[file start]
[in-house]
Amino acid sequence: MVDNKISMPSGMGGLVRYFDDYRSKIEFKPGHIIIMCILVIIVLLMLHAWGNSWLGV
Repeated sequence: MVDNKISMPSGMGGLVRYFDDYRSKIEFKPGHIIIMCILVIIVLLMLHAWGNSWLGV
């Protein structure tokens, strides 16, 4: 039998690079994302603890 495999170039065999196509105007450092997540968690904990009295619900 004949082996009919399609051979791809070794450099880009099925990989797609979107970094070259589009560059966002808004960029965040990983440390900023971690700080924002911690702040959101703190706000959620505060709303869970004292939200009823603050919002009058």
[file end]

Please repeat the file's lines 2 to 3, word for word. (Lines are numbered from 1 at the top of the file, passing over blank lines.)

Amino acid sequence: MVDNKISMPSGMGGLVRYFDDYRSKIEFKPGHIIIMCILVIIVLLMLHAWGNSWLGV
Repeated sequence: MVDNKISMPSGMGGLVRYFDDYRSKIEFKPGHIIIMCILVIIVLLMLHAWGNSWLGV